2 vote Heaven-Ali | Oct 3, 2012 |
Elizabeth Taylor's tenth novel has all the characteristics that I've come to appreciate in her work: superb characterizations, attention to detail, biting wit, and careful dissection of marital relationships. Marriage is pedestrian and tolerable at best, and destructive at its worst.

In The Wedding Group, Cressida (nicknamed Cressy) escapes a stifling family environment by moving to a flat in the village and taking a job in an antique shop. There she meets David, a journalist, who is much older but not necessarily wiser, as his mother still exercises a strong hold on him. He's attracted by Cressy's naiveté, and impulsively discards a relationship with a woman his own age to marry Cressy. Not surprisingly, Cressy is ill-prepared for the responsibilities of adult life, and David does little to help her through that transition. Both become too dependent on David's mother, Midge, quite a character in her own right:
Some sons may have a picture of their mother knitting by the fireside -- but David's was of Midge with glass in hand, railing against something. The railing was hardly ever seriously meant. It was intended to interest, or amuse, or fill in a gap in the conversation, which was something Midge deplored. (p. 12)

Midge is secretly pleased with all the attention, and subtly reinforces the couple's dependence on her. When she discovers real estate brochures and realizes David and Cressy are considering a move to London, she feels threatened. Rather than express her fears, she manipulates the situation to stall their move indefinitely. I admired the way Taylor revealed this part of the story by dropping tiny details instead of explicitly telling you what Midge is up to (for those who've read it, I'm referring here to the disappearance of Midge's jewels).

I found the story mildly interesting, but not compelling. I was more interested in the characterizations and humor that are Taylor's trademarks. I also found it interesting to consider the social context in which The Wedding Group was published. The social changes of the 1960s appear here through fine detail. Feminism is beginning to take hold, and Taylor shows us how men reacted to women's emerging power. The young women in the novel are more aware of their sexuality. Religion is openly questioned. And yet there is still much of post-war Britain still evident, especially the pub culture. I wonder how much Taylor herself may have struggled with the changing times, and tried to work through those thoughts in her writing?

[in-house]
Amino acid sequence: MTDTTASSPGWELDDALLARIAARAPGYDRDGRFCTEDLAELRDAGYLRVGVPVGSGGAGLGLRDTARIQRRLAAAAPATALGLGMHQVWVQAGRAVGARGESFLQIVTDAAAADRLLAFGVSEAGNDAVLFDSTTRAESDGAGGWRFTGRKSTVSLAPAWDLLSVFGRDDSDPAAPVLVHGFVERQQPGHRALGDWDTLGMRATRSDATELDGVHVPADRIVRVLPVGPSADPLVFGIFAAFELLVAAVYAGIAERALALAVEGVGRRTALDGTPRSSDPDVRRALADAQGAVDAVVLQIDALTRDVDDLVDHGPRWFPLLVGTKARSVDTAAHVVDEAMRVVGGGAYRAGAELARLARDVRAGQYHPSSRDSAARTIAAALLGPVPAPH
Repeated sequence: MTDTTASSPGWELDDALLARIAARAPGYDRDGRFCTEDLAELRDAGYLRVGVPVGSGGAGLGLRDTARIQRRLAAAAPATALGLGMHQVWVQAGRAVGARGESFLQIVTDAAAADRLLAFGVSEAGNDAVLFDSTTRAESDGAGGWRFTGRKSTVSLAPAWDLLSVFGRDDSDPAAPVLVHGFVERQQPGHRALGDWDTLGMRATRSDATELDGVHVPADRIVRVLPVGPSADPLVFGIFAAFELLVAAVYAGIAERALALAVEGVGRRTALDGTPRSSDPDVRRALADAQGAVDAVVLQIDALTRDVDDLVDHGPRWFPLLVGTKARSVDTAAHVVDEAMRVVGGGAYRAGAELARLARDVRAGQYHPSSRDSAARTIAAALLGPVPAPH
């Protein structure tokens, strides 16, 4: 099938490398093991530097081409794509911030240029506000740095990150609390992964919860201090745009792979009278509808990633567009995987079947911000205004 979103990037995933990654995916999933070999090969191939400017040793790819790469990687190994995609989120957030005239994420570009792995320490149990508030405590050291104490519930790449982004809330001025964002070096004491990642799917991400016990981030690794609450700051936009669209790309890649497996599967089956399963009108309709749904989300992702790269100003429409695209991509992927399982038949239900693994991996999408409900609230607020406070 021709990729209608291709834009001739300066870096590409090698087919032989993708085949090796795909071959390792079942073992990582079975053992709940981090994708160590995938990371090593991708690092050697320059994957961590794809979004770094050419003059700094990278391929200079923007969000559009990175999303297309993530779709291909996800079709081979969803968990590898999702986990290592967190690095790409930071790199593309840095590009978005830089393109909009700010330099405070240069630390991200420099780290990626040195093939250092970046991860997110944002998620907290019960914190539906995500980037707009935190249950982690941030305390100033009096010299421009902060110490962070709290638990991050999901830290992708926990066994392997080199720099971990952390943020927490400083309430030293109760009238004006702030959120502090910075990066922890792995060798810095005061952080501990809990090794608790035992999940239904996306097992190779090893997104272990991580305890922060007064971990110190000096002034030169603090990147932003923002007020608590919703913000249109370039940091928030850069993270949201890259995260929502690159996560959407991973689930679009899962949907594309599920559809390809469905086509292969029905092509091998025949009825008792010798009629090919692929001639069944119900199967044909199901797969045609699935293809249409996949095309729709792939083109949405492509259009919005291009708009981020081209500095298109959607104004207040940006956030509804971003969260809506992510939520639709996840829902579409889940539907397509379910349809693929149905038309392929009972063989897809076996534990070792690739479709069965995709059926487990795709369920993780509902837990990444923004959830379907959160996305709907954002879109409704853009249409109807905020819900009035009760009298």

Because the plot is not as strong as some of Taylor's earlier books, The Wedding Group would be of most interest to those who have already developed an appreciation for her craft. If you haven't experienced Taylor yet, I recommend reading one of her early novels (At Mrs. Lippincote's, or A View of the Harbour) before moving on to her later work. ( )
3 vote lauralkeet | Oct 2, 2012 |
The Wedding Group is a a rather fascinating, if somewhat grim, little book about Cressy, a young woman who escapes her arty, religious, communal family only to become entrapped by marriage and pregnancy in another suffocating family. Taylor is best at delineating characters and exploring the choices that lead individuals to box themselves into unhappy situations. ( )
  janeajones | Nov 7, 2011 |
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» Add other authors (1 possible)

Author nameRoleType of authorWork?Status
Elizabeth Taylorprimary authorall editionsconfirmed
Howard, Elizabeth JaneIntroductionsecondary authorsome editionsconfirmed
Mendleson, CharlotteIntroductionsecondary authorsome editionsconfirmed
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The Quayne ladies, adjusting their mantillas, hurried across the courtyard to the chapel.
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From the book cover:
"'You know,' Midge began, and paused. She was rather taken aback, and could not at once think of anything to say. 'Perhaps there's nothing so dangerous as having led a sheltered life.'"

Cressy has grown up in an artistic community, presided over by her eccentric Grandfather who bears more than a passing resemblance to Augustus John. Rebelling against this existence she leaves home, taking a job in an antique shop. Here she meets David, a self-satisfied journalist, and they marry. But as Cressy cannot fend for herself and David is securely tied to his mother's apron strings, this act of escape for both of them proves a powerful form of bondage.
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Amazon.com Product Description (ISBN 0860685519, Hardcover)

Cressy has grown up in a world of women, presided over by her eccentric, artistic grandfather - Harry Bretton. Rebelling against the wholesome, organic values of her home life, Cressy decides to leave home in search of more ephemeral pleasures. Taking a job in an antiques shop, she meets David, a self-satisfied journalist, also looking for means of flying the family nest. But as Cressy cannot fend for herself and David is securely tied to his mother's apron strings, this act of escape for both of them proves a powerful form of bondage.

(retrieved from Amazon Mon, 30 Sep 2013 13:19:48 -0400)

(see all 2 descriptions)

Cressy has grown up in an artistic community, presided over by her eccentric grandfather who bears more than a passing resemblance to Augustus John. Rebelling against this existence she leaves home, taking a job in an antique shop. Here she meets David, a self-satisfied journalist, and they marry. But as Cressy cannot fend for herself and David is securely tied to his mother's apron strings, this act of escape for both of them proves a powerful form of bondage.… (more)

(summary from another edition)